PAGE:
b) The conduct of the deceased was of such a nature that it could have induced an ordinary person in the position of the defendant to lose self-control and form an intention to kill or inflict grevious bodily harm on the deceased.


Importantly, the provocative conduct of the deceased need not have been immediately prior to the act or omission causing death. Innocent words and conduct on the part of the deceased may, especially when considered in light of the historical relationship between the defendant and the deceased, amount to provocation. An example of this is “battered woman’s syndrome”.


Once sufficiently raised by an accused person, it is for the prosecution to show beyond reasonable doubt that the defence of provocation is not open.




Intoxication is contained in Part 11A of the Crimes Act 1900 (NSW). This defence goes to the mental (as opposed to physical) element of an offence. Its application will differ depending the type of offence (specific intent or not) and whether intoxication was self-induced.


Offences of specific intent


An offence of specific intent is one in which a key element is the intention to cause a specific result to occur. For example, wounding or grievous bodily harm with intent. Generally speaking, intoxication may be relevant in these circumstances to determining whether the accused had the necessary intention to cause that specific result (see s 428C of the NSW Crimes Act).  The intoxication in question may be self-induced or forced. Evidence of intoxication will not be available where a person decided to commit the act before becoming intoxicated or become intoxicated in order to strengthen their resolve or ‘pump themselves up’ to commit the offence.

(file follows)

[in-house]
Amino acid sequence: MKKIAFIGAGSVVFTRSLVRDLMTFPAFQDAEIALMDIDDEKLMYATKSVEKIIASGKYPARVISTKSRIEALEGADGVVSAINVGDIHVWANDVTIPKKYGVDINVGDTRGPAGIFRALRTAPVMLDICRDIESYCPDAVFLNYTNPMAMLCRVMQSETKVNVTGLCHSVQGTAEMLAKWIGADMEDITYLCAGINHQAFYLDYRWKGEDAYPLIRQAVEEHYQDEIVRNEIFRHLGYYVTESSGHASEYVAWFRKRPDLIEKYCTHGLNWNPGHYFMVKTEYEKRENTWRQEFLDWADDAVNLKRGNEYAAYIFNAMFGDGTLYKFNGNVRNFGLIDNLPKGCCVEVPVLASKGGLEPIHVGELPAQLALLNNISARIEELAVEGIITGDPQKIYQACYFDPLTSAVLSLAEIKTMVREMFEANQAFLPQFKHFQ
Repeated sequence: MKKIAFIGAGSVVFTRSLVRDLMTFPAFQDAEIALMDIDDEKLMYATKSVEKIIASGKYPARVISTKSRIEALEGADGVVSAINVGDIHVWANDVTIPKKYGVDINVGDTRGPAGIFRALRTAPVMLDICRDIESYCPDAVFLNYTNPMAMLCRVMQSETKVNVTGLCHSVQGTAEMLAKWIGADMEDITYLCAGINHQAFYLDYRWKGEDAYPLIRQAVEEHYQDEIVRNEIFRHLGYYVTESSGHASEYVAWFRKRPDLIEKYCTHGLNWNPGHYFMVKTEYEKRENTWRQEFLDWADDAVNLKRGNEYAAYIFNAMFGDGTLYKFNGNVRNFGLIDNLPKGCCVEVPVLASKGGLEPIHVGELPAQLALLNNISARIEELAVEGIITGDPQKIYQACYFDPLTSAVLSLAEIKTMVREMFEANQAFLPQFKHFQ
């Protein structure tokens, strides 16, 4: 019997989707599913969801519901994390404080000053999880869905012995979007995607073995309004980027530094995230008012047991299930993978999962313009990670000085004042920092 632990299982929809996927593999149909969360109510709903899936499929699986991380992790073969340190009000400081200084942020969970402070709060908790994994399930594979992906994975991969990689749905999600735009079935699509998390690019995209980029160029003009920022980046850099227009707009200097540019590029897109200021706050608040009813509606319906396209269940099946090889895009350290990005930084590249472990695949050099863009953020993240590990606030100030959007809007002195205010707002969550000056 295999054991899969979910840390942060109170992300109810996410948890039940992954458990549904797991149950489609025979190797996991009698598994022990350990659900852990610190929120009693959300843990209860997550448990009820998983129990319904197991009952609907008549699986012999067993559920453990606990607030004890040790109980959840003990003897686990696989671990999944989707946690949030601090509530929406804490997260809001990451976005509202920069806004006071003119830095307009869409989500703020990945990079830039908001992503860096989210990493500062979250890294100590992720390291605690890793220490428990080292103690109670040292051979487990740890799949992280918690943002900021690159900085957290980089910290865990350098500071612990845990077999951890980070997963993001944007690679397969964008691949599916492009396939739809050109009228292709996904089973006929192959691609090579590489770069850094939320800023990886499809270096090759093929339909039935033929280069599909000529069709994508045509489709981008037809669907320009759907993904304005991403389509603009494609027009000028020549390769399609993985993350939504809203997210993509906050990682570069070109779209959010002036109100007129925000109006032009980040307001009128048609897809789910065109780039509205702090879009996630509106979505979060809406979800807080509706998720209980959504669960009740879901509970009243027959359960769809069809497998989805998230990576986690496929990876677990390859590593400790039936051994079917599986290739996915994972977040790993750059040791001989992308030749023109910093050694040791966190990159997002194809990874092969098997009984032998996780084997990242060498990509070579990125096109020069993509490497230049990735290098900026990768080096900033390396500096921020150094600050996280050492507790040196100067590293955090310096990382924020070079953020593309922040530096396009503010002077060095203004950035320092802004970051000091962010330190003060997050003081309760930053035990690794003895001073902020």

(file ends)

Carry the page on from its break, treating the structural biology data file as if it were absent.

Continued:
Intoxication that was not-self-induced


Section 428G provides that a person will not be held criminally responsible for an offence if their conduct occurred as a result of intoxication that was not self-induced. For example if a person’s drink is spiked the fact of their intoxication may be taken into account if they commit any offence.


I was drunk or affected by drugs – can I raise this at my Sentence Hearing?


Intoxication can be relevant to show that someone acted spontaneously or out of character in an offence, by way of mitigation. Yet, if an offender put himself or herself in a situation where they become intoxicated, and then committed a crime(s), the court may take the view that this is worse. Simply put, the fact that someone gets very drunk or becomes intoxicated on drugs does not provide a defence at law for their behaviour unless – as mentioned above – an offence is one of specific intent (here the courts can take it into account) or the intoxication was not self-induced (e.g. a drink spiking situation).




The defence of honest and reasonable mistake of fact is available where an accused person:

  1. Makes an honest mistake

  2. The mistake is reasonable; and

  3. The mistake relates to an issue of fact rather than law.

Proving that a mistake was honest is a subjective consideration i.e. what did the accused person think at the time? This is often the ‘easier’ part of the defence to make out. The more difficult aspect of the defence for a defendant to show is whether their conduct was reasonable. If an accused person can demonstrate that their belief was both honest and reasonable, the prosecution will not be able to establish the essential elements of a criminal charge.


Posted by Sebastian De Brennan, Barrister,

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© 2017 Sebastian De Brennan. Barrister at Law